I'm Not Talking To You

Apparently one in five Gen Z employees hasn't spoken to a single person over the age of 50 at work over the last twelve months.

Cue the shock and 'hot takes' that multigenerational workforces are A. Good. Thing.

Dive a little deeper into the, ahem, 'research' and you'll find that only 17% of people surveyed - from all generations - know how to talk to other generations.

And while Generation Z reportedly said that they KNOW that talking to people will boost their career prospects, they just don't do it. In fact, they're kind of waiting for everyone else to make the move.

What's more, they suggest that because older people have pets and kids, they can't relate to them or find common ground.

Generational Entrenchment

Now, I'm a late Gen Xer, which means the closest I got to technology as a child was a Nimbus 2000 personal computer that had a button that doubled its speed from 6Mhz to 12Mhz. You should have seen it fly.

So I'm going to have PERSPECTIVES.

When I entered the workforce, all the old boomer bosses said that we were lazy slackers. And now here we all are, known as the ones who 'do all the work'. Oh how things come around.

Generational entrenchment is nothing new. I'll be honest, when I had older colleagues in my first few jobs, I couldn't relate to their worlds at all. Kids, pets, mortgages - pah! I live in a flat and drink all weekend.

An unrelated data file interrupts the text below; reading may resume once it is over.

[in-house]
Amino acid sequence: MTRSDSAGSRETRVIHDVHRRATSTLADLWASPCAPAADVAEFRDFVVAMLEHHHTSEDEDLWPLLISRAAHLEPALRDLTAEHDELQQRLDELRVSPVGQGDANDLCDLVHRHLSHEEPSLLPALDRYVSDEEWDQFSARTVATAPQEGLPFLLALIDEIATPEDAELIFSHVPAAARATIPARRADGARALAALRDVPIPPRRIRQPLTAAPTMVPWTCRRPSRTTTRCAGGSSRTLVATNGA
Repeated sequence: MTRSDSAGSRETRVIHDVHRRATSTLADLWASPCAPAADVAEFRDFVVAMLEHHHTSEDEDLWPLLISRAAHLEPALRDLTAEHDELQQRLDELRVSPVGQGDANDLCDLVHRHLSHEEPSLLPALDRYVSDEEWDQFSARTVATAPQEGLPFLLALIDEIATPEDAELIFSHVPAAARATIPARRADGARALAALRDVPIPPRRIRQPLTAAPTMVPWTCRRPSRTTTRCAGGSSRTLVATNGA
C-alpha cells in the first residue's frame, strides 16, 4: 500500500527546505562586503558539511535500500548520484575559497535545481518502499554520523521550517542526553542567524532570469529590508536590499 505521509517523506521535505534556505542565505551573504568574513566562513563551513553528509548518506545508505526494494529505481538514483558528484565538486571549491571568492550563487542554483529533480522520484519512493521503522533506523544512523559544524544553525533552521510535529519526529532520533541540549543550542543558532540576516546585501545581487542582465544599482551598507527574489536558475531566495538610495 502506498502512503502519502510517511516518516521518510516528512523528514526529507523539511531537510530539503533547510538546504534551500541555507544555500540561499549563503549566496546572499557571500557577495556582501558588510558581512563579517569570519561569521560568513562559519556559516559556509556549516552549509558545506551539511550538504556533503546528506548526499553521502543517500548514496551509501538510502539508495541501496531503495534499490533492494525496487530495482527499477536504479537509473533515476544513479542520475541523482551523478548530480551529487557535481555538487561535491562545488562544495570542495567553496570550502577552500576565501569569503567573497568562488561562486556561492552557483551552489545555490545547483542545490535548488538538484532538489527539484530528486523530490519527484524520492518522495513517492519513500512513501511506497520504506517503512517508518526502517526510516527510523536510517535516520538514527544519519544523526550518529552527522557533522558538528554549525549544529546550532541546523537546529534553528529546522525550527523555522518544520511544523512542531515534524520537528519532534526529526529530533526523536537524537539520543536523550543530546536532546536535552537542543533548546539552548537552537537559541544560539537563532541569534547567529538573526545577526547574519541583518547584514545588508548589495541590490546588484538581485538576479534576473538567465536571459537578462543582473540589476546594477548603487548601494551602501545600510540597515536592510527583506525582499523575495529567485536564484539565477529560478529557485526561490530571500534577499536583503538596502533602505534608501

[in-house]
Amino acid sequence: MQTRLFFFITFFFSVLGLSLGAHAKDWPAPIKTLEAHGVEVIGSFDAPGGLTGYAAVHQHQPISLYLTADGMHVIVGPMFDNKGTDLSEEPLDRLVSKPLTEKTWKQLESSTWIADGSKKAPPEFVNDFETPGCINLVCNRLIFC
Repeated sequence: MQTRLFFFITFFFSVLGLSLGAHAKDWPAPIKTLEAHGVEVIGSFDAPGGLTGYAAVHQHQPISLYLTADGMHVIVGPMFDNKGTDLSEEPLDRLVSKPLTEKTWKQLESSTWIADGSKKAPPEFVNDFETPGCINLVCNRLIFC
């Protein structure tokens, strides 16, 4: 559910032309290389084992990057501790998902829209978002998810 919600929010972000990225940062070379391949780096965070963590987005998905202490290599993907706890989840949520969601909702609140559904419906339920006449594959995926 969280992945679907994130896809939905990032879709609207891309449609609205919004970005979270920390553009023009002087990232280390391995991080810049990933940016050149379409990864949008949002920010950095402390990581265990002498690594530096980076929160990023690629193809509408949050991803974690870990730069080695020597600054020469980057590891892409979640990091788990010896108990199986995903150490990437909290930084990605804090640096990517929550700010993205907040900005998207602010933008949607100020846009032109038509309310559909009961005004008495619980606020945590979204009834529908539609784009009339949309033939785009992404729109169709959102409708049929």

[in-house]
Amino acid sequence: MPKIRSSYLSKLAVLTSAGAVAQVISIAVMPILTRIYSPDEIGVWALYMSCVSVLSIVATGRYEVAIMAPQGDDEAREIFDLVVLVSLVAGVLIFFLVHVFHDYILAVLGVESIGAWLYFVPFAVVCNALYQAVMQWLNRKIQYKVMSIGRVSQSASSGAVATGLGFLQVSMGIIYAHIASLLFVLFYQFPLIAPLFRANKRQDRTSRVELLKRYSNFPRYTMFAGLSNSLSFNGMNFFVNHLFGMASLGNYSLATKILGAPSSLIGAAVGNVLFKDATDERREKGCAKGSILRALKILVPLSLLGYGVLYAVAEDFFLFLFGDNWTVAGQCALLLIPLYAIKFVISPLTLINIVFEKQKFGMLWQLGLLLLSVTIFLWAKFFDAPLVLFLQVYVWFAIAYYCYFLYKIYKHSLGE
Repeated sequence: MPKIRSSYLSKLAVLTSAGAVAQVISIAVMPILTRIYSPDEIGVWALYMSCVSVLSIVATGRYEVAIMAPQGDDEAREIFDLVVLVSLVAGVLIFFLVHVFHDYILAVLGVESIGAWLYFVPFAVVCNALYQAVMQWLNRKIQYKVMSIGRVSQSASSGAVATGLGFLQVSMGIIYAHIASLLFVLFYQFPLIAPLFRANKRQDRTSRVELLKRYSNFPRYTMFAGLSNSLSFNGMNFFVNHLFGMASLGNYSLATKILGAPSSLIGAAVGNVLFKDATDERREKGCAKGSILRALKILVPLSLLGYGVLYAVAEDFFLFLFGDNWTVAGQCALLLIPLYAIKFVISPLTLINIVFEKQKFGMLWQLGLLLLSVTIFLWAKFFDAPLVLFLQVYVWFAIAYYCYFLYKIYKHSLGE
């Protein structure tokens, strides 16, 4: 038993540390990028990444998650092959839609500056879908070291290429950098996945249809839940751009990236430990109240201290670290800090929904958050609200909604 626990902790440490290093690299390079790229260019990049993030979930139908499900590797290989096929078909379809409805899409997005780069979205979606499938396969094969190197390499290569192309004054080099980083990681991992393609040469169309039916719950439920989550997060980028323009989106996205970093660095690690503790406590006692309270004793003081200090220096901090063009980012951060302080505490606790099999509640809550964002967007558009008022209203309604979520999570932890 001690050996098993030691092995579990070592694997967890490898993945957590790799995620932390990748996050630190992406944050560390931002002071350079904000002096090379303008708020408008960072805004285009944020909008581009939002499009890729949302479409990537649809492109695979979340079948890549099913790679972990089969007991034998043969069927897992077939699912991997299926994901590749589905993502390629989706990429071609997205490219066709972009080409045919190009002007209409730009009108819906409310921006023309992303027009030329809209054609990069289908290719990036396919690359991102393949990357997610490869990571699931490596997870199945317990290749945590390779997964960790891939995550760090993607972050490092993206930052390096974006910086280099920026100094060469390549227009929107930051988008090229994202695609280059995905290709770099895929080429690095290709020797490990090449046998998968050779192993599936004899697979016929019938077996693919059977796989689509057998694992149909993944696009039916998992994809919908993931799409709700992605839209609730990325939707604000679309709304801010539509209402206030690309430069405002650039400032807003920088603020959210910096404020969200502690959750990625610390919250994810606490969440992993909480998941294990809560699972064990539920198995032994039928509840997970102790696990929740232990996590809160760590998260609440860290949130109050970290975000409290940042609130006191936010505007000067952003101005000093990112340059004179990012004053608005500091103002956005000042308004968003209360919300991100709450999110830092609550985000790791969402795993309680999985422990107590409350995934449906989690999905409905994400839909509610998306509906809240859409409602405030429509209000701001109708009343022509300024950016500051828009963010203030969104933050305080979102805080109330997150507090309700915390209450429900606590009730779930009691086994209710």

I'm pretty sure that if they'd carried out this survey 25 years ago, they'd have found pretty much the same results.

Generational Understanding

Now imagine growing up with all of this technology at your fingertips, a world that was turned upside down by a pandemic as you entered the workforce, an economy that has mostly been at a low ebb since 2008, and what on earth do we expect of Generation Z?

That they would enter the workforce all suited and booted and ready to go?

A little understanding of the precarity of work compared to 25 or more years ago would go a long way.

Simon Sinek talked about how this generation has grown up seeing their parents working long hours, being made redundant, going through financial crisis after financial crisis - and looking at work and thinking - why should I do that?

The pandemic crystallised this when many of them were forced to go freelance as full-time work dried up. And those who have freelanced or worked at home will know that flexibility is part of the "new normal".

It's very hard for older generations to appreciate just how different their perspective is on work.

Maybe it is incumbent on us...

Knowing what we know, knowing how difficult it is growing up these days, how hard it is to enter the workforce regardless, maybe it is incumbent on us, ahem, more 'experienced' people to make that first move, as they're requesting.

We can't bend them to our will, and we can't make the be like us, but perhaps in that regard, they have a point. Work has changed, and in time, they'll be the leaders while we're all retired, wondering what the fuss was about. 

So instead of complaining about Gen Z, let's go talk to them. 

And having Gen Alpha children, I can only confirm it's going to be even more difficult later on.

Published on Mar 25, 2024 by Gareth Cartman